I do not advocate censorship. Evil gets free speech, same as everyone else. I am working on the assumption that your implication that I thought otherwise to be little more than an attempt to annoy me. Along with your similarly innane "ugh, liburls hate soldiers" line, I'm simply going to ignore it. [3]

The only effective way to combat speech I disagree with is to speak against it, and to clearly identify why. I disagree with Buckley because he advocates evil, and reasonable people *can't*, in fact, agree to get along anyway despite such beliefs. If you say "well, he loved his wife and kids", I argue that merely indicates that he successfully compartmentalized his mind and was not evil across the board.

The biggest failing of liberals and progressives is our extreme unwillingness to correctly identify evil when we see it. All too often we engage in other, similar, bits of verbal and mental obfucation. It is the result of the memetic poison of moral relativism, and it must be exorsized from liberalism if we are to succeed in our goals. Moral absolutism has acquired a bad reputation due to the religious zealots who think "morality" has something to do with early iron age tribal taboos. But morality has nothing to do with that, and if liberalism is to be a significant force we must acknowledge that moral absolutism is real.

As for me and Buckly, convince me. Explain why you think Buckley wasn't evil. So far all people have done is tell me that I'm wrong, make baseless accusations, and make false comparisons of Buckley to other humans. What, exactly, was morally defensable about Buckley's activity? If you subscribe to the idea that actions can make up for other actions, what did Buckley do that made up for his work to advance an evil agenda?

I'm willing to be convinced that I'm wrong. I can't say I like it, but it has happened in the past and will doubtless happen in the future. But I'm not going to be convinced by what you folks have written so far.

[1] I figure that any sex with a slave is rape because the very concept of "meaningful concent" goes out the window when one party is a slave. Its similar to why we classify all intercourse with minors as rape.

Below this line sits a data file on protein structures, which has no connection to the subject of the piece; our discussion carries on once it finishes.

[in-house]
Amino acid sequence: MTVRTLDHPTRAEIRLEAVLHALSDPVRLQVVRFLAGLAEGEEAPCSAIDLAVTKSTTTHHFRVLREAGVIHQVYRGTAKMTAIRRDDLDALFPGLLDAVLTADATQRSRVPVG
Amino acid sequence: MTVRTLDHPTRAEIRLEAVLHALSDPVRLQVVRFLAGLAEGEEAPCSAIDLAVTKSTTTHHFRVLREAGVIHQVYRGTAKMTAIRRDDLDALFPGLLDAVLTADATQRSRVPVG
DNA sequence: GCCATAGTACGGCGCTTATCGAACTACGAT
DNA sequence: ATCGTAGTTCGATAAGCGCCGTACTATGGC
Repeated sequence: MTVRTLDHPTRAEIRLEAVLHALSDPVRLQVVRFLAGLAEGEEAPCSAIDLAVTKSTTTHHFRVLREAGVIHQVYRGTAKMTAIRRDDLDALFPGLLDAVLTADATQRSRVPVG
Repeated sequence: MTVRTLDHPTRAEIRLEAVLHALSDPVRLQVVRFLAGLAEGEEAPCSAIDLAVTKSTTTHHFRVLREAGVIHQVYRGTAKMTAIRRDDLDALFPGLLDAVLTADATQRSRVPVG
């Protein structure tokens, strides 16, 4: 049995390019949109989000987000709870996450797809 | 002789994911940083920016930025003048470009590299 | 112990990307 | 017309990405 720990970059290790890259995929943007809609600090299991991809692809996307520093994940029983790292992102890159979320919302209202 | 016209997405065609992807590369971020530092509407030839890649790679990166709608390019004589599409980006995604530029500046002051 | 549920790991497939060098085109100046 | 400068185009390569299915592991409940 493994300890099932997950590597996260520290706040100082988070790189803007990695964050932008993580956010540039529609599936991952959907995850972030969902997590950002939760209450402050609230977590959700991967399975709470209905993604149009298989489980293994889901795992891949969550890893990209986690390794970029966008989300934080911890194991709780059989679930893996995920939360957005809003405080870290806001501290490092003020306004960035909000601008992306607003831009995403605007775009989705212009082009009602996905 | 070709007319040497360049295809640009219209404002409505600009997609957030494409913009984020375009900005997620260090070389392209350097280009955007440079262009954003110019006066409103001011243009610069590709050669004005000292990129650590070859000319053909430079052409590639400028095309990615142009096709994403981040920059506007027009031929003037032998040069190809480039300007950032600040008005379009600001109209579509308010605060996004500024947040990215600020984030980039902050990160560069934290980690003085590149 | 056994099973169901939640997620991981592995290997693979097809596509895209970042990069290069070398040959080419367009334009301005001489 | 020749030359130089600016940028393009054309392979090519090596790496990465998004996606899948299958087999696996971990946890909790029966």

[2] Or pick your favorite evil, I chose Pol Pot becuase he was roughly contemporary, and it doesn't invoke Goodwin.

[3] The same, BTW, goes for your Coulter inspired talking point re: churches and same sex marriage. Marriage != church, and to the best of my knowledge no one has ever proposed that any church ever be forced to perform marriages for anyone homosexual, hetrosexual, or bisexual. Any such attempt is not only morally repugnant, but also would be a violation of the First Amendment here in the USA.
posted by sotonohito at 5:12 AM on March 3, 2008 [1 favorite]


Okay, so "face cancer" is considered a proper punishment for WFB but waterboarding the guy who beheaded Daniel Pearl is a no no. I can see a bunch of true humanists in this thread.
posted by falameufilho at 9:41 AM on March 3, 2008


Prohibition, from my POV anyway, was not a progressive movement in the same sense that abolition, universal sufferage, etc were. It is true it was a movement embraced by progressives, but that's a different thing.

As for the 26th Amendment, even if we accept (which I don't) that it did represent a truly progressive desire on the part of conservatives, that's one counter example against dozens of examples of conservatives fighting progressive causes.


We're well into tautology territory, now.
posted by mr_roboto at 9:57 AM on March 3, 2008


“Smedleyman What, in order to be liberal I have to adhere to the idiot notion of moral relativism? I'll agree that most people who identify as liberal would claim to do that, but I've found that....”

See the moon over there?
“Nice finger.”
No, no, the moon, what I’m pointing AT.
“You’ve got hairy knuckles.”
No, look, the big silver sphere in the sky - the moon, the moon, right there.
“...you mean on your fingernail?”

No, you do not have to adhere to the notion of moral relativism to be a liberal. Nor do conservatives have to adhere to every idiot notion conservativism is stereotyped as holding.
See how that works? No? Yes?
Yet you say “all conservatives are evil” because they all believe “x.”
See the similarity in form there?
No? It’s different when the term “liberal” is plugged in, is it? The form of argument just magically changes?

“Explain why you think Buckley wasn't evil.”

Clearly we have different definitions of evil. Also “fight.”
Therefore any discussion on this topic is moot. And indeed, was moot from first principles since I’ve ceded that any pointed discussion of Buckley, here, is not only too broad a topic, but inappropriate.